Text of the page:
The base consumer of the decentralized infrastructure of Pocket Network.
Application’s stake POKT into the protocol in order to access the decentralized infrastructure.

Application Authentication Token (AAT)

An Application Authentication Token (AAT) is needed for each client to authorize the use of an allocated “throughput.”
Application Authentication Tokens are similar in function to JSON Web Tokens (JWT) and provide security guarantees for the use of the service.
An AAT is generated after a client acquires & stakes POKT for an application.
There are two design patterns recommended for AAT usage:
  • Optimizing for Safety: __ A simple backend server that distributes signed AAT’s using the clients Pocket Account. Though this pattern is of higher effort for the Application, it provides the highest security guarantee around their AAT
  • Optimizing for Performance: Embed a token production system within the Application code. This guarantees the smoothest UX for the clients and easiest setup for the Application. However, reverse engineering a source code level token generator can be trivial if obfuscation methods are not applied. The upside to this approach is not having the need to have an additional component in the Application that generates the AAT dynamically while keeping the Application private key secure.

Block Hash

The SHA3-256 hash of a Block.


A Pocket Validator Node can be Jailed for 1 of 2 reasons:
  1. 1.
    Fails to produce min_signed_per_window amount of blocks over a signed_blocks_window. When jailed because of this reason, a Pocket Validator Node is Slashed a slash_fraction_downtime% of their Stake.
  2. 2.
    For Double Signing a Block. When jailed because of this reason, a Pocket Validator Node is Slashed a slash_fraction_double_sign% of their Stake.
When a Pocket Validator Node becomes Jailed, it remains in the Staked list of Pocket Validator Nodes, however it becomes ineligible to be selected for Block Production or participating in Sessions. In order to become Unjailed again, and after waiting downtime_jail_duration nano-seconds, a Node Unjail transaction must be sent to the Pocket Network, and upon approval, the Pocket Validator Node will become Unjailed again.
If a Pocket Validator Node is left jailed for max_jailed_blocks blocks, it will be Force Unstaked.


The native cryptocurrency to Pocket Network.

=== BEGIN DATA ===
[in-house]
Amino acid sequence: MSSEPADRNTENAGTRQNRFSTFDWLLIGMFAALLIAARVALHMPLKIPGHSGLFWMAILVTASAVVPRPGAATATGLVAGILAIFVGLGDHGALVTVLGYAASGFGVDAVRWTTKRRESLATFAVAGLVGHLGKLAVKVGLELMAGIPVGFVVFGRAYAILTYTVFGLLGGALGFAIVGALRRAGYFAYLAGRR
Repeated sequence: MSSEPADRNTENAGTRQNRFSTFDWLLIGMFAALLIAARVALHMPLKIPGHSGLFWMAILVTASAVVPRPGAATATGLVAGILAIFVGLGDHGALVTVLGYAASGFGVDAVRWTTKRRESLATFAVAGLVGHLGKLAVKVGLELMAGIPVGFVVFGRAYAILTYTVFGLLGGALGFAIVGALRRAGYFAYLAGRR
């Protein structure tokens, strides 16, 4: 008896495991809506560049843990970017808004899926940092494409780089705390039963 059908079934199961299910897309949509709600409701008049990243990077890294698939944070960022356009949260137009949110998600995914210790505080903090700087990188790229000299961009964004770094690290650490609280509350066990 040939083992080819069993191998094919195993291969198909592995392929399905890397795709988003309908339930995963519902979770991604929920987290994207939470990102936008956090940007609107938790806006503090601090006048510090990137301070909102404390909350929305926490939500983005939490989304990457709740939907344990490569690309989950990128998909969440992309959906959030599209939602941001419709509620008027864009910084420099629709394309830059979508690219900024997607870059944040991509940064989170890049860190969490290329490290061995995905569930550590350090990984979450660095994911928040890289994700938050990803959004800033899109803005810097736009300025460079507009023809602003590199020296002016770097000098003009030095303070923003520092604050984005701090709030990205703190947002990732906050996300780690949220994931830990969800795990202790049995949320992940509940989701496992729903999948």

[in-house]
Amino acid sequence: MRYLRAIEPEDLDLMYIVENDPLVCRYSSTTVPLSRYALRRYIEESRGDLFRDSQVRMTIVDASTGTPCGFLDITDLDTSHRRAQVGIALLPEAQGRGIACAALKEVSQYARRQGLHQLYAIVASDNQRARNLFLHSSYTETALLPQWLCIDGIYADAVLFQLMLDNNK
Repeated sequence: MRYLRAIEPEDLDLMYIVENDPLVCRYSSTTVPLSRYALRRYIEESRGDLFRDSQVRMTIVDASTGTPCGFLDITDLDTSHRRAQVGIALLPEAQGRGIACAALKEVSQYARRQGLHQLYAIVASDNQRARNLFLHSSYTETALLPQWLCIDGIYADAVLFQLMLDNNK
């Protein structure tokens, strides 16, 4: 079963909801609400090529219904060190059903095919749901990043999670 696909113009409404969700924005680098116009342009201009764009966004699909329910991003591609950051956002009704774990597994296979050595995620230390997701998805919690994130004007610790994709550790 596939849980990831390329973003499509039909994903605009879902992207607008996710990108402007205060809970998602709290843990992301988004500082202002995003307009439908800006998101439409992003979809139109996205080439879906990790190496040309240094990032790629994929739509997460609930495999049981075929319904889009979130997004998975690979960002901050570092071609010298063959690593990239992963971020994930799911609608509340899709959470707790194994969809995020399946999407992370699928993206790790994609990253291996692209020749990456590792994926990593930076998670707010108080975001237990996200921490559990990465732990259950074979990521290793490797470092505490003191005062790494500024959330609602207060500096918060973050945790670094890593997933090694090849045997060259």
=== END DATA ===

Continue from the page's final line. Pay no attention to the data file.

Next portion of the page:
A Relay is a blockchain API request and response transmitted through the Pocket Network.
A Relay Request is broken down into 3 sections:
  • Request Payload
  • Metadata
  • Proof (of Relay)
A Relay Response is broken down into 2 sections:
  • Response Payload
  • Servicer Signature
Requests are signed by the Client of the Application and responses are signed by the servicing Validator.
This 1 for 1 signature scheme enables the protocol to validate all parties that participate in the servicing cycle.

Relay Chain

A single database instance, typically a blockchain, provided by a Validator that makes up the Pocket Network decentralized infrastructure.

Relay Evidence

Provable evidence of a Relay completed, backed by digital signatures from an Application client.


The endpoint where Validators host the Pocket RPC.
A static URI (or IP) that you have assigned to your node, which applications can use to send relays to your node, NOT your blockchain node URL.


The relationship between an Application and the Validator(s) that service it at any point in time.
Every Application will only have one single Session per Relay Chain it is staked for. Meaning following an Application stake event, there will always be a corresponding Session for the Application for each Relay Chain until it unstakes.

Session Block

Some number of blocks, marking session beginning/ends.


Validators are responsible for committing new blocks in the blockchain. These validators participate in the consensus protocol by broadcasting votes which contain cryptographic signatures signed by each validator’s private key.
Validators stake POKT into the protocol to participate in Servicing and Consensus.